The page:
But also, increasingly, there are more things that are connected that were not traditionally thought of as “computers,” such as drones, robots, autonomous vehicles and numerous IoT devices of all shapes and sizes. Their function and their interconnectedness generate new kinds of risks. And these risks can be physical in nature, affecting safety and security, for example, loss of control of a manufacturing process or an autonomous vehicle.

BRINK Asia: With the current pace of development of emerging technologies such as IoT, there is also a greater scare in terms of security being compromised. Recent cyberattacks on Singapore like the one on SingHealth is a case in point. What is being done to prevent this from happening again and to mitigate these risks?

Mr. Tan: As a general point, cybersecurity is constantly evolving and is akin to an arms race between the attacker and defender. All organizations need to keep at improving and adjusting their defenses.

On the SingHealth case, there is a committee of inquiry going on to get to the bottom of what happened. According to the initial report by the Cyber Security Agency of Singapore, three key factors were identified which contributed to the cyberattack: (a) it was by a skilled and sophisticated threat actor, who used advanced modus operandi; (b) weakness in the system allowed the attacker to gain access; and (c) there were vulnerabilities in the software itself.

After the attack was discovered, immediate measures were implemented to contain the threat, eliminate the attacker’s foothold, and prevent the attack from recurring. The government is closely observing the proceedings of the committee of inquiry so that we may take further measures as appropriate.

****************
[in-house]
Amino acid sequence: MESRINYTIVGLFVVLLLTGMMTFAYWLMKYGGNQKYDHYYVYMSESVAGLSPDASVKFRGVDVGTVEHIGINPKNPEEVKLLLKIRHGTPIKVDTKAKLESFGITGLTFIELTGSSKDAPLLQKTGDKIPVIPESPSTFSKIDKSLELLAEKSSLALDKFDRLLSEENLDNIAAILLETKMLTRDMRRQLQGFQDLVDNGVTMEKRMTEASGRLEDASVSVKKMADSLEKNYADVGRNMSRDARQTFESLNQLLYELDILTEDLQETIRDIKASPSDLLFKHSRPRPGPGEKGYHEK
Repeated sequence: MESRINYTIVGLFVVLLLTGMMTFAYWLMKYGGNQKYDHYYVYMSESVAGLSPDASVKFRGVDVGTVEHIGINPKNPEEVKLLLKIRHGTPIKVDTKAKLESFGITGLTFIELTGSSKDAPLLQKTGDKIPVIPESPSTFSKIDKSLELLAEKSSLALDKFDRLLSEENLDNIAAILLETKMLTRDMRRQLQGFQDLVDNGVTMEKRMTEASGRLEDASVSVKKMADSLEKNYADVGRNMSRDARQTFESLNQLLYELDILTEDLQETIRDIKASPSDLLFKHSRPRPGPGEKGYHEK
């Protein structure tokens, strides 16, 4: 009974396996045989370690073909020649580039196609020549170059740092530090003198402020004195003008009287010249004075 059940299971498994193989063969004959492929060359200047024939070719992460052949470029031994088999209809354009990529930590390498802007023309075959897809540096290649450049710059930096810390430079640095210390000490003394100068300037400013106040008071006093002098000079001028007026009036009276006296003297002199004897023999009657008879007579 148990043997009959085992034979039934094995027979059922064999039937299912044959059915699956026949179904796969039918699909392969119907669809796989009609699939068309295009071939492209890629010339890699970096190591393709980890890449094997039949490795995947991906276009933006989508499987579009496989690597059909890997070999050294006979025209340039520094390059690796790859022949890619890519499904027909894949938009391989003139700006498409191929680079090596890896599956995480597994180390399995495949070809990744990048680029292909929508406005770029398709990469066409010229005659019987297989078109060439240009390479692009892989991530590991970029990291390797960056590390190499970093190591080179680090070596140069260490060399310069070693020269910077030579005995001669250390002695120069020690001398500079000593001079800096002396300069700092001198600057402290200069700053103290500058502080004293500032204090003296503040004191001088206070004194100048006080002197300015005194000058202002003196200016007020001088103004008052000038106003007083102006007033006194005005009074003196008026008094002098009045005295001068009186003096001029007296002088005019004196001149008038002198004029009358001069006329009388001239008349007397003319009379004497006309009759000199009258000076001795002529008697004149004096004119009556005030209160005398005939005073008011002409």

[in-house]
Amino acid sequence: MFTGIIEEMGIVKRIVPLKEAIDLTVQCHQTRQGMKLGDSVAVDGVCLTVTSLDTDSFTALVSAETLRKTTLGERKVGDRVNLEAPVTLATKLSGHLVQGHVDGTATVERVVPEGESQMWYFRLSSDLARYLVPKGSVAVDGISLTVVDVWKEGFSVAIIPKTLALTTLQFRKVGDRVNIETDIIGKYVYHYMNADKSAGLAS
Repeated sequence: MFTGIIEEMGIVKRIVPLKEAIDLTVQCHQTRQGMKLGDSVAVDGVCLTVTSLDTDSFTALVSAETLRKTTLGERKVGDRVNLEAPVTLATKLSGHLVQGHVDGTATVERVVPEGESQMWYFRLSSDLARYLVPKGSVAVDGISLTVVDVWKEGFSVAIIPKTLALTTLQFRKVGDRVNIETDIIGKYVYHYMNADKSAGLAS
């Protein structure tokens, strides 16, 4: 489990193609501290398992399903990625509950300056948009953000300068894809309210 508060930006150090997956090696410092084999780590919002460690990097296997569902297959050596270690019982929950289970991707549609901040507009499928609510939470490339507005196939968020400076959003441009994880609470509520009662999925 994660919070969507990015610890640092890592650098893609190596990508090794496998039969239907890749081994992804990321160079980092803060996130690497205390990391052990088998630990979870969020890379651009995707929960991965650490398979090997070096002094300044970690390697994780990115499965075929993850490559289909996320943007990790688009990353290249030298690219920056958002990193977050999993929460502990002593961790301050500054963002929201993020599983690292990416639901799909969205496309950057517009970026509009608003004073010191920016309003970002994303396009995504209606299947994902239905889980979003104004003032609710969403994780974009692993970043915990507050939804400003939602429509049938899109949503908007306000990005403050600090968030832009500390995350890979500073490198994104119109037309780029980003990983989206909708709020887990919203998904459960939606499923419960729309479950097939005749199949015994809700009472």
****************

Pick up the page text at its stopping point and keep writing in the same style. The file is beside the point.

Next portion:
BRINK Asia: The risks of cyberattacks are increasingly becoming common. How can governments, businesses and individuals shield themselves from this menace?

Mr. Tan: I think this is the million-dollar question. Cyberattacks are not just becoming increasingly common—they are also becoming increasingly sophisticated. We don’t know what vulnerabilities are there in the supply chain. The first point is for governments and businesses to be vigilant, take the view that no system is completely foolproof, and then make sure you can monitor your system well and detect attacks.

The second point centers around the individual—oftentimes, the individual is the weakest link—this could be either an individual user (using a simple password) or an individual administrator or operator who does not download a security patch on time on a machine or does not report something they have noticed. Preparing individuals, equipping them with the right tools and inculcating a strong cyber-defense culture are key.

BRINK Asia: Should cyber education now be a part of curriculum in schools and learning modules in businesses and governments? Is Singapore initiating any such programs?

Mr. Tan: The answer is yes for both—its importance cannot be overstated. There should be awareness around cybersecurity starting in schools, and cyber policies should be well-promulgated within a company among the employees. We do have a cyber-wellness program that the Ministry of Education has put in place in schools. Within the public service, our officers also receive cybersecurity education so that they are aware of the roles that they have to play in keeping our systems secure.